Gym class is a place the majority of us usually feel uncomfortable- especially when we’re out running the mile and by the second lap, you’re more winded than you expected yourself to be. But, hey, that’s okay! We’re not all super athletes who spend hours a week training. And in an educational environment, that’s supposed to be okay, right?
I wish I had felt the same way.
When I was in 10th grade, I was a volleyball player. While I wouldn’t say that I was the best player that the world has ever seen, I will say that I was a good player; I was dedicated, hard-working, and cheerful. I would always leave the practice drenched in sweat and my heart pounding.
Despite the long workouts I did in practice, I was still a bit ‘heavier’ than the other girls. Was I considered plus-size back then? No, not in my books. I was a size 12 and really had no idea of the whole world of being plus-size. In my school, it still wasn’t enough.
While it happened less when I was in 9th and 10th grade, I would still get a few remarks about my size. It would come from the jocks and the cheerleaders, who would whisper behind my back about my thighs or my belly. I got used to learning how to deal with it and ignore their spiteful comments.
We had four gym teachers; two women and two men. That year, I had been placed under the younger male teacher, who was a total jock-head. He was super buff and every morning would be seen downing a protein shake and a giant bagel. Was he attractive in my eyes? No, he just wasn’t my type. Besides, he was obviously older than me and that’s just not something I’m into.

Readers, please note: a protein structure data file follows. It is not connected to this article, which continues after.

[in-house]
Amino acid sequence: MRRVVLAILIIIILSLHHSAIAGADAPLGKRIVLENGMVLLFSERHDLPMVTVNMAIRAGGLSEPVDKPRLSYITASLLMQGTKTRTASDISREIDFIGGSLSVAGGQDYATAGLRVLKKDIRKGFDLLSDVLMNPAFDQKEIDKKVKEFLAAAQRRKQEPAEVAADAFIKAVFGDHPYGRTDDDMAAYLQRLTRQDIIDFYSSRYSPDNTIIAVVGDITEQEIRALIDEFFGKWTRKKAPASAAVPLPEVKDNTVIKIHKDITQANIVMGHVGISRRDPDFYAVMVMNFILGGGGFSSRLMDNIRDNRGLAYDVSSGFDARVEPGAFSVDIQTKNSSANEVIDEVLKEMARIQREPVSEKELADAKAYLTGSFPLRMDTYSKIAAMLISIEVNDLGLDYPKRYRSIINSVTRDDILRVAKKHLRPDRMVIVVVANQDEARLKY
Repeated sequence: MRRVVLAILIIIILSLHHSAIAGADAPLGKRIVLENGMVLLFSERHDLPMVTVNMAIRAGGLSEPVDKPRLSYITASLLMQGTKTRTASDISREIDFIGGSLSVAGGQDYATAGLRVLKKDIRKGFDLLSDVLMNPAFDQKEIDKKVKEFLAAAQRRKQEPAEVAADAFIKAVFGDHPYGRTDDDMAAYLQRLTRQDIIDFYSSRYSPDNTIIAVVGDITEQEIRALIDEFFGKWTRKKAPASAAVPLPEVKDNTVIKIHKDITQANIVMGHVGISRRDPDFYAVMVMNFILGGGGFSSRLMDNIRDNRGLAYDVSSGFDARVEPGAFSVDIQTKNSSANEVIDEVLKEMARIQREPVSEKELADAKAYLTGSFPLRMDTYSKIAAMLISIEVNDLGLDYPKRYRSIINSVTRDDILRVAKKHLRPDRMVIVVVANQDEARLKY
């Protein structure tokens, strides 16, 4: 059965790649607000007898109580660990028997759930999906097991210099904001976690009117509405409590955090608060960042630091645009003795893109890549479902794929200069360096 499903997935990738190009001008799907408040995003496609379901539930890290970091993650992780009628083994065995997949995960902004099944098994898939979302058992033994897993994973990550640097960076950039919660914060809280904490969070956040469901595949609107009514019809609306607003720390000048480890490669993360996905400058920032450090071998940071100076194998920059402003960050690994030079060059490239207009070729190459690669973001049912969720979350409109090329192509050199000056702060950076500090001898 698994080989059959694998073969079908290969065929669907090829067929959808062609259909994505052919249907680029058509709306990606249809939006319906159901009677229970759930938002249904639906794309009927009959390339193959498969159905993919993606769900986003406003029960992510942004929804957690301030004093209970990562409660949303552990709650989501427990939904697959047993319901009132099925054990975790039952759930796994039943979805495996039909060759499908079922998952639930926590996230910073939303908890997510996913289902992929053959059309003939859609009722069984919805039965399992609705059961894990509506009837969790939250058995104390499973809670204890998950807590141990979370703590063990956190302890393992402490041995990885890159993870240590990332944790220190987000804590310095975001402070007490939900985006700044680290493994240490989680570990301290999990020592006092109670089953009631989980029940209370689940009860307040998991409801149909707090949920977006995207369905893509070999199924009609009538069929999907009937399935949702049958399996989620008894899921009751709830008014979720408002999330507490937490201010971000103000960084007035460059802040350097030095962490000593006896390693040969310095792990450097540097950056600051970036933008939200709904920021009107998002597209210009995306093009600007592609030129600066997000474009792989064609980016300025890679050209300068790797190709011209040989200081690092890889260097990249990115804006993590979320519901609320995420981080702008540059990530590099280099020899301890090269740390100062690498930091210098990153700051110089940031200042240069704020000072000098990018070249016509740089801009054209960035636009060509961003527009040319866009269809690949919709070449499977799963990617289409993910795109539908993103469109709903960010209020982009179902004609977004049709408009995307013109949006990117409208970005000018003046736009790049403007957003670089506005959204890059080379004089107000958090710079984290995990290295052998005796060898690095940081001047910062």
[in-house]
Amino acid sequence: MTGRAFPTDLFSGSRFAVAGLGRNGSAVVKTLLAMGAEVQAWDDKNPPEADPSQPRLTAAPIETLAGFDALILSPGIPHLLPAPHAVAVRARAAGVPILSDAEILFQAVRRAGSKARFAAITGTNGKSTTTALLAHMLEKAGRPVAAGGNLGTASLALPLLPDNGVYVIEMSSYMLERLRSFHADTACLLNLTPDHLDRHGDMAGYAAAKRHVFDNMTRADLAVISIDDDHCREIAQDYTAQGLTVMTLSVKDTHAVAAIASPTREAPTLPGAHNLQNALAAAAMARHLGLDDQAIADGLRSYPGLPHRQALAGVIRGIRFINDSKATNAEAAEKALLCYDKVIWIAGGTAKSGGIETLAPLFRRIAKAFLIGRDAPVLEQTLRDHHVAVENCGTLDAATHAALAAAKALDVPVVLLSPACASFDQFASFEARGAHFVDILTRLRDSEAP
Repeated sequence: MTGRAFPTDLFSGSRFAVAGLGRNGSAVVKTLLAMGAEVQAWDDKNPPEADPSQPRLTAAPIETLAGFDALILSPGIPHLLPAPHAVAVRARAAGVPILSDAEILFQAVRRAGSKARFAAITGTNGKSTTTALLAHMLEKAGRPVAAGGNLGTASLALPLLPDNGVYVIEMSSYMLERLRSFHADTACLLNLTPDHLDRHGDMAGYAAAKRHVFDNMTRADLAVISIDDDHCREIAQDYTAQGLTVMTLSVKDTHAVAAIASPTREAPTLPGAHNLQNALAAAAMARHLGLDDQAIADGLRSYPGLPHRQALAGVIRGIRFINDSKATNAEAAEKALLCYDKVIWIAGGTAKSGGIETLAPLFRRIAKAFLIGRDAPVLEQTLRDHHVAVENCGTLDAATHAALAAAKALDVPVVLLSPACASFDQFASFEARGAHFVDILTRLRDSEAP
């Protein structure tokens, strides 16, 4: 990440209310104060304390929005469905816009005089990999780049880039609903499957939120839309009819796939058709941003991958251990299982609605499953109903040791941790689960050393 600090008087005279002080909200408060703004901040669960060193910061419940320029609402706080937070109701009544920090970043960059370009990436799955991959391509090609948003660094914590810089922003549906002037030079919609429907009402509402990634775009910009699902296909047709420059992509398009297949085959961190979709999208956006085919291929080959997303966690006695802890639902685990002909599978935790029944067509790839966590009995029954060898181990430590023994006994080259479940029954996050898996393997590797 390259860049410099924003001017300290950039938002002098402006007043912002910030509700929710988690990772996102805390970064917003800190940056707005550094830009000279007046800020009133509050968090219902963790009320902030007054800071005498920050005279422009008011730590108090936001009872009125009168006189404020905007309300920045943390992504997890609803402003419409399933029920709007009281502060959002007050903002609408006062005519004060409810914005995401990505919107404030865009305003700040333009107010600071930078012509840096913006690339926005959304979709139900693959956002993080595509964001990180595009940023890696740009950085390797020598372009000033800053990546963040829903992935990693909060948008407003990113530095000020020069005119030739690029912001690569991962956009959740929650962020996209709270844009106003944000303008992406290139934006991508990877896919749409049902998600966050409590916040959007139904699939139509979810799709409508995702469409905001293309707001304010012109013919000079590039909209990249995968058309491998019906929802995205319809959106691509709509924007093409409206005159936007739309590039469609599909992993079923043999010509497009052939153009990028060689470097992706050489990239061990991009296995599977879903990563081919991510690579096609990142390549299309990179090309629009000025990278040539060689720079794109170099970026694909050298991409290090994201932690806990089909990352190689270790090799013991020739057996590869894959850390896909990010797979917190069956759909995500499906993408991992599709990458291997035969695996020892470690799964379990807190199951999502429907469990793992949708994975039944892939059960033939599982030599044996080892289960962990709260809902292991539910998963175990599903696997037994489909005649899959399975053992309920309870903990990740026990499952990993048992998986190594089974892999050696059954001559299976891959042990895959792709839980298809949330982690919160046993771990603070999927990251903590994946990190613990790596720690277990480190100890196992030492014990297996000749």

The other girls thought differently. Whenever he would walk by, they would giggle and joke around with him, obviously flirting. He was the basketball coach and was friends with a lot of the boys who were jocks. He was just one of those teachers who was a jokester around the people that he liked. Some of the girls would make sexual remarks and I would just roll my eyes, desperate to get out of high school.
He was my gym teacher, but he was also my health teacher. Whenever we were talking about a new drug or a STD, he would always find some two-hour movie about the drug/STD and how it affected some basketball player’s life. By the time I had finished health class, I could tell you more about how to play basketball than I could about the dangers of heroin. Great teacher, right?
One day, we were talking about healthy eating, eating disorders, and diets in class. In order to better evaluate our personal health in class, my teacher (let’s call him Mr. X) went around the room and asked us our personal BMI’s. Each of us had to answer, he explained, as we were being educated in a judgement free zone. As each person answered, he would make a comment of some sort. I was in the back of the class room, sitting next to my best friend of the year, when it was my turn.
“What’s your BMI, Alizabeth?” Mr. Z asked.
“25.6,” I responded. While I’m not excatly sure it was that number, I know it was around that range.
“Wow, you’re fat!” he exclaimed, with a smile on his face.
A look of shock spread across my face and before I was able to say anything, a girl in front of me turned around and said:
“Damn, Alizabeth! You’re bigger than me, girl!” she remarked and there were several people who started to laugh.
“Just kidding, I love you!” Mr. X exclaimed again, keeping the big smile on his face.
Tears began to form in my eyes as I bit my lip and tried not to cry. Everything had happened so quickly and I was so stunned, I couldn’t even think of anything to say back. And just like that, he was on to the next person, asking their BMI.
I was the only one who was called out. I was the only one who was made fun of. I mean, there were girls in there who I knew weren’t at healthy as I was, so why did it matter what my BMI was? I was so angry and hurt. It was such a blow to my small amount of self-confidence. To be called fat by someone who was supposed to make me feel like an equal was just outright insane.
It was something that took me a while to get over. It wasn’t until after I graduated that I realized something.
My size does not define me. No number can measure the value that I bring to this world. No matter if I’m underweight, overweight, or normal, I am immeasurable. And you are too, my Queens.
Has something like this ever happened to you? Have you ever been fat shamed before?
I love you all, so, so much!